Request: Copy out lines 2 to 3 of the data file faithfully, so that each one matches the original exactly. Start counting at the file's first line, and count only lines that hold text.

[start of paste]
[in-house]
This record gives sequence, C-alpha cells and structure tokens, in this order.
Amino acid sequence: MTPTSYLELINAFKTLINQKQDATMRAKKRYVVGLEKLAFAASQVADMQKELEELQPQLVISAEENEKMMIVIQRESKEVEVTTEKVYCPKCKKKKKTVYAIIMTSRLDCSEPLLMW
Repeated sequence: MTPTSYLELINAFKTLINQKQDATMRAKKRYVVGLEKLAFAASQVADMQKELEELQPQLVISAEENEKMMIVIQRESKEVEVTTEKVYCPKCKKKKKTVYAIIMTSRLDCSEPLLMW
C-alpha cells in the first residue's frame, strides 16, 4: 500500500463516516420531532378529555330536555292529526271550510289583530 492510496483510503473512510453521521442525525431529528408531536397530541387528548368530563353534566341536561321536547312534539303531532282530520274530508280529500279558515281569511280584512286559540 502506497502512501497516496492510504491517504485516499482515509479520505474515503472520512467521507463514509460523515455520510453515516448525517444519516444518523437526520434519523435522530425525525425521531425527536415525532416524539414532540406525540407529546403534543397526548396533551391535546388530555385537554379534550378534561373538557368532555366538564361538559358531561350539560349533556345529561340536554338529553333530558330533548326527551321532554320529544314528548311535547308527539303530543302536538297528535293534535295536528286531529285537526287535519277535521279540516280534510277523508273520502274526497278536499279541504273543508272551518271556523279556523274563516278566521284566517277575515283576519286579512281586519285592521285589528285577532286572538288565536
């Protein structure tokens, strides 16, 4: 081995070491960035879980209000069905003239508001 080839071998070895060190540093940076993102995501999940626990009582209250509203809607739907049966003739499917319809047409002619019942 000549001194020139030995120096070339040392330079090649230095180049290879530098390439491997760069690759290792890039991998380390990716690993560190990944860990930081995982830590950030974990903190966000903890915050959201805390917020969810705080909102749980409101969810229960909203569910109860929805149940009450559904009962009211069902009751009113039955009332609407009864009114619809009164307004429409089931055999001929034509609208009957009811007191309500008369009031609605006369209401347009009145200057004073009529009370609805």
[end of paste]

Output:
This record gives sequence, C-alpha cells and structure tokens, in this order.
Amino acid sequence: MTPTSYLELINAFKTLINQKQDATMRAKKRYVVGLEKLAFAASQVADMQKELEELQPQLVISAEENEKMMIVIQRESKEVEVTTEKVYCPKCKKKKKTVYAIIMTSRLDCSEPLLMW